Conservation Influencers

The Pew Charitable Trusts

USA

The Pew Charitable Trusts derives its name from its founders, the Pew family, which made their money in the oil and the military ship building industries. Originally, there were seven separate trusts that were created by different members of the family after World War II to carry out, as a matter of principle, philanthropic work below radar. But Pew began changing its ethos in the final two decades of the 20th century. Most notably in 1990, when Pew appointed Joshua Reichert, a man who, in Pew’s words, ‘was known for his willingness to incur significant risk, and pursue bold strategies,’ to lead its environment and oceans programme work. 

For example, in 1994 Reichert established and financed the National Environmental Trust (NET), to educate the public about global warming. Then in 2007, he initiated the merger of NET with Pew to create what the press release called the new ‘green team’ under his leadership. And in 2008 he founded and funded the militant campaigning group Oceana, with a particular emphasis on creating vast and numerous marine protection zones which exclude fishing vessels and other industrial activities.

With many billions of dollars in assets, Pew has always been the most influential US-based NGO attending CITES’s meetings (second only to WWF). In 2009 Reichert upped the stakes by appointing a former Chief of the U.S. CITES Scientific Authority as his Director of International Environmental Policy. In her new role with Pew (2009 – 2013), Sue Lieberman, whose previous job was Director of WWF’s Global Species Programme (2001-2009), made confrontation her goal. 

For example, at CITES’ CoP-16, in 2013, she completely abandoned Pew’s self-effacing tradition. Courting sensational media headlines, she accused a bloc vote of East Asian countries of wanting to catch sharks for their fins ‘without any regulations’. She then polarized the debate still further by alleging that East Asian countries were prepared to ‘wipe out these species’ in return for ‘short term benefits’. 

Ahead of CoP-18 in Geneva, 2019, Pew reported that every year as many as ‘273 million sharks are killed by commercial fisheries’. As a consequence, it claimed, ‘shark populations have suffered declines worldwide’. Pew does not ask how, if the annual catch rate is around 270 million sharks, this statement is compatible with its other core claim. Namely that, ‘half of shark species [the ones considered most commercially exploitable] and their relatives [sic] assessed by the International Union for Conservation of Nature are categorized [correctly] as Threatened or Near Threatened with extinction’. 

Leaders

Susan K. Urahn, president and chief executive officer

Governance

Board of Directors chaired by Robert H. Campbell.

Finance

According to Pew’s audited financial report, its annual revenue in year ending June 2019 was USD373,917,307. Total expenses were USD341,274,842, of which, according to form 990, salaries accounted for USD128,269,422.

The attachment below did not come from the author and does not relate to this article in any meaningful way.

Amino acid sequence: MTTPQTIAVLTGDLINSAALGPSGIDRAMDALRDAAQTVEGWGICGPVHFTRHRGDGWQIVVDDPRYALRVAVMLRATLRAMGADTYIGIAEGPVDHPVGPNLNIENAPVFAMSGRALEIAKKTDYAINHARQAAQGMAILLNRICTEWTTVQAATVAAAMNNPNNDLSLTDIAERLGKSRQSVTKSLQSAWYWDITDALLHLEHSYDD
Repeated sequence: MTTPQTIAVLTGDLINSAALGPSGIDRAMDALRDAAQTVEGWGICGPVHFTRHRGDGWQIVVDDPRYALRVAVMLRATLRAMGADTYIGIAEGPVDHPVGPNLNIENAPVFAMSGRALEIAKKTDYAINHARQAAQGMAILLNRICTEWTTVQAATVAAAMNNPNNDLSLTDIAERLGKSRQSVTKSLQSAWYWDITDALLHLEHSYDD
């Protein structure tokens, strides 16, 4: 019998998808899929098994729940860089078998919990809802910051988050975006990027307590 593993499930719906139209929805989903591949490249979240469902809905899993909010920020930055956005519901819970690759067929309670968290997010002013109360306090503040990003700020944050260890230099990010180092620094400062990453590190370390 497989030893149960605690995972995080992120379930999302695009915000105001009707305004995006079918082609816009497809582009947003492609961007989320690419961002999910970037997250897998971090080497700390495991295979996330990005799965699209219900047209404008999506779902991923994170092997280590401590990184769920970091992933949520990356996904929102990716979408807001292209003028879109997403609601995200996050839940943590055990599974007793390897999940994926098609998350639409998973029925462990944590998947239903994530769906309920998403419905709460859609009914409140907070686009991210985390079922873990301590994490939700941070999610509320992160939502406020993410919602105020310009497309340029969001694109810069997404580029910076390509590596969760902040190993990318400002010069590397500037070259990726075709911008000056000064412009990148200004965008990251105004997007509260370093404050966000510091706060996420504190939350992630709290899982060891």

About the directory

Conservation Influencers is a searchable directory of the animal activist, environmental and ecological lobby. It examines the history, mission, methodology and reputation of NGOs to assess their impact on the global conservation cause.

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Franz Weber Foundation

From 1990 until 2015, Franz Weber Foundation (FFW) managed the Fazao-Malfakassa National Park in Togo, which was, according to an in-depth investigation by Duke University, ‘established by forcing the local communities off their land and without taking into consideration their point of view’. That same study cited convincing evidence from reports published in 1990, confirming that competition for land use was already ‘creating conflict between the local communities and park managers’. In 2015, Togo refused to renew FFW’s contract because, the report says, ‘local communities were still excluded from the management of the natural resources of their land’ and FFW had ‘failed to fulfil its contract’. Franz Weber Foundation plays a major role within CITES because it funds and manages from Switzerland the African Elephant Coalition (AEC), which represents 32 African range states, some of which have barely any elephants and others none at all. Contrary to the wishes of the range states in Southern Africa, which manage most of the world’s wild elephant populations, the AEC at CITES’ CoPs repeatedly tables proposals to put all of the world’s elephants in appendix I. And the AEC uses its voting power to keep in place prohibitions on ivory sales and all other trade in elephant-related derivatives, including skins and hair, which Southern African nations wish to legalise.

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